Opposition to backyard chicken coops grows
This rooster, found in a Glencoe garage a year ago, was illegal in the village, as is all live poultry. A drive to legalize backyard chicken-coops, however, is limited to hens. |Katie Sweeney photo courtesy Glencoe Department of Public Safety
Updated: November 26, 2012 2:47PM
The legalization of backyard henhouses is on the rocks before it even gets to the Village Board.
Chief proponent Kevin Q. Harvey claims more than 100 petition signatures “without even trying hard,” but some neighbors are trying harder to stop it.
Mayfair Lane neighbor Lee Goldberg recently mailed 218 anti-“chicken ranch” letters to surrounding homes, suggesting residents send “short objecting letters” to Village Hall.
Dozens fluttered in, all negative, Glencoe Trustee Bruce Cowans said Monday.
“Personally, with that much opposition, I need for support to be substantially ahead of opposition,” he said.
It was Cowans who suggested Sept. 20 holding no public hearings on the issue until Harvey collected supporting signatures on a petition.
Now, many of the negative letters, he said, follow Goldberg’s assertion that backyard coops are noisy and smelly, which Cowans doesn’t believe.
“I don’t think they’re noisy or smelly in the numbers that we’re talking about” in backyards, Cowans said. “But I think the public thinks so.
“How much do I want to make it my point in politics to guide people to perceive it differently?”
At this point, the opposition means he’d consider a cooperative coop at a park or school, but nothing in yards.
One letter being circulated includes claims that poultry diseases jump to humans, though experts say that’s extremely rare, especially in the United States.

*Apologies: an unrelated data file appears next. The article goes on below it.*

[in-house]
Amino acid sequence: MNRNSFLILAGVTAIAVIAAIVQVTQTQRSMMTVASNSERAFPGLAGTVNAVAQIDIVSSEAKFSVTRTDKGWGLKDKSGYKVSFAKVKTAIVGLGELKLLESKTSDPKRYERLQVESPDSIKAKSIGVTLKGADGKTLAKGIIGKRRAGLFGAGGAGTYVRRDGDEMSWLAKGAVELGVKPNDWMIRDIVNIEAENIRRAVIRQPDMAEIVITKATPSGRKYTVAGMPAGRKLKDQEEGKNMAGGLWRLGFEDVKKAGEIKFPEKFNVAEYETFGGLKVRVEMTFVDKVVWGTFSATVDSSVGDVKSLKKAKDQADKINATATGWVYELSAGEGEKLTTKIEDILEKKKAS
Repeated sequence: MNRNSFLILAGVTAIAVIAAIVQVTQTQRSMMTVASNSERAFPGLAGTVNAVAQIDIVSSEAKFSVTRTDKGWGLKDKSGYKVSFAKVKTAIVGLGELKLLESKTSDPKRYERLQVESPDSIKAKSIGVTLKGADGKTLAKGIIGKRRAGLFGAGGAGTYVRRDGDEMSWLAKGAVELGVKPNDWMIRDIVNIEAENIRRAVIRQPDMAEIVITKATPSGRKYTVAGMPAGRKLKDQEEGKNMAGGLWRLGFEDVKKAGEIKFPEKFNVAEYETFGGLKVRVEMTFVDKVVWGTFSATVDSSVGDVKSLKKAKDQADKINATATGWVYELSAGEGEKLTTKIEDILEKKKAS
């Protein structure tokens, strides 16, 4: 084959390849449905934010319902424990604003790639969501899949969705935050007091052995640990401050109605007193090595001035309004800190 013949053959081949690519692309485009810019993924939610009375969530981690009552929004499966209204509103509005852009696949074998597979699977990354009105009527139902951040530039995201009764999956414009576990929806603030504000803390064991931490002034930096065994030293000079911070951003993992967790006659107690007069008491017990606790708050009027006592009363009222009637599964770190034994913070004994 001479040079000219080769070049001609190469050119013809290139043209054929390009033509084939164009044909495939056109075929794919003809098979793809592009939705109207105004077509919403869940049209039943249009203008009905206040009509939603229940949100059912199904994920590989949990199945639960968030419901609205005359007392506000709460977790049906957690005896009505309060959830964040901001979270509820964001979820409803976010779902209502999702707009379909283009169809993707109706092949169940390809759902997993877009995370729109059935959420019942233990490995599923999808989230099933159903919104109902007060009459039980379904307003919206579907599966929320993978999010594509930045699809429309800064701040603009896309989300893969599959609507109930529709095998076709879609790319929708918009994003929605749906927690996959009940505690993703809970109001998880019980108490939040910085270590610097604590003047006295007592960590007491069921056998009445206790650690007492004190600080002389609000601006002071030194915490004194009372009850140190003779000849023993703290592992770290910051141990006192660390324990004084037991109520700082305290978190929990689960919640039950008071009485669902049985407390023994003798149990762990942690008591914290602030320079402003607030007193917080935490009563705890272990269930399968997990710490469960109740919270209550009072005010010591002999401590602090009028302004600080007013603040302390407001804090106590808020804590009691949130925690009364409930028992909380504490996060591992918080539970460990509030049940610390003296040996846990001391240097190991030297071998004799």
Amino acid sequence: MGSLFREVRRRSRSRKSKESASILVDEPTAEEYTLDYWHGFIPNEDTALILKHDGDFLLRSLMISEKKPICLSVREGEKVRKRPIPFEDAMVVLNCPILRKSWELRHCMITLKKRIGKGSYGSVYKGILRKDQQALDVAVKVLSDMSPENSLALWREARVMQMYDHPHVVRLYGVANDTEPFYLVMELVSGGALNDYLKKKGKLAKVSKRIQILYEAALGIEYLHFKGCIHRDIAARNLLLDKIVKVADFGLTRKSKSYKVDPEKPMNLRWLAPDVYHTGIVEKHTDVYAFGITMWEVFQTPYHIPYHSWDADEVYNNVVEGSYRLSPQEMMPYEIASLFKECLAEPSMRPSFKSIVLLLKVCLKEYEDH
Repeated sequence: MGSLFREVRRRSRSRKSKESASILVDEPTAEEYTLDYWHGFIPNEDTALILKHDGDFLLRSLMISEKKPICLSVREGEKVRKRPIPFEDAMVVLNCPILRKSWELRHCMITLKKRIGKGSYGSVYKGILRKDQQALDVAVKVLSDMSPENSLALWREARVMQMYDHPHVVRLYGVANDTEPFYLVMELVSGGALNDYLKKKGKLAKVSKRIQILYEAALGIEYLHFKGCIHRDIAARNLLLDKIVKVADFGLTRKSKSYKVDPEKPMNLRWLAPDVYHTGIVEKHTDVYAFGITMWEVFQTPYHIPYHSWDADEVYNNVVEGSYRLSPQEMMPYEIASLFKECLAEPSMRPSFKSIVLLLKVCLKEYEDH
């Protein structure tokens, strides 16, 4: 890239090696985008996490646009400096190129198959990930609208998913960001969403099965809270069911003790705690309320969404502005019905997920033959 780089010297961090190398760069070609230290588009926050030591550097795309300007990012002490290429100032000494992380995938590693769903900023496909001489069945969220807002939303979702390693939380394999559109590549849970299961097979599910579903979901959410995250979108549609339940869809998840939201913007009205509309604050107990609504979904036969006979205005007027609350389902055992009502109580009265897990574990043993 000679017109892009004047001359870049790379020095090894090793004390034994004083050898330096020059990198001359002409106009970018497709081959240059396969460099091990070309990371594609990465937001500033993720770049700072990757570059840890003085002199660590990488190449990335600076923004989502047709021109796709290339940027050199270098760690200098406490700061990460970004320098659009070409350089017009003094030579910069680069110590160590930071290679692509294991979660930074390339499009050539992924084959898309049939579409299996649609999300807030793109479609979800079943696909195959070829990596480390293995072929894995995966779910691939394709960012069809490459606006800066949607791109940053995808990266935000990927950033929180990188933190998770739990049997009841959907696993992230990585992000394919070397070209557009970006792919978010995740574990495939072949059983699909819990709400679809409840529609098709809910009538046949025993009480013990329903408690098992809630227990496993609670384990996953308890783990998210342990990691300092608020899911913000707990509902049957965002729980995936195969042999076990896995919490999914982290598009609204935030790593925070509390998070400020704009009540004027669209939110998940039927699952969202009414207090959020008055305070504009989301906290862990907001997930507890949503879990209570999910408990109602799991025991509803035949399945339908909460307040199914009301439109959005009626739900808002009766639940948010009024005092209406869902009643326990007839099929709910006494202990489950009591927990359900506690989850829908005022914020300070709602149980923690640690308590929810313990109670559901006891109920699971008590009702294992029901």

Village President Scott Feldman said Friday, “If something is really important, it can override a (not in my backyard) sort of response.
“How important is this?”
Harvey considers coop-keeping a matter of individual rights, maintaining negatives are few. He said issues like attraction of coyotes should be debated in public hearings, with expert testimony.
The anti-chicken letters are “misinformed pleas,” encouraged by trustees’ reticence to hold hearings, he said Friday.
“My understanding is the board does not want a great deal of controversy, and they are … chicken, themselves.”
The first line of Goldberg’s letter noted that Harvey’s family lives in his mother’s house, adding that “Mr. Harvey has no care about and concern for the neighborhood …”
Friday, he called Harvey “a rabble-rouser (who) could go tomorrow, so he’s not going to care too much about the neighborhood.”
Harvey maintained, “I’m not just living in my mother’s house. I’m helping take care of my mother. She’s 90 years old, and we’ve worked pretty hard so that she’s able to stay at home.”~.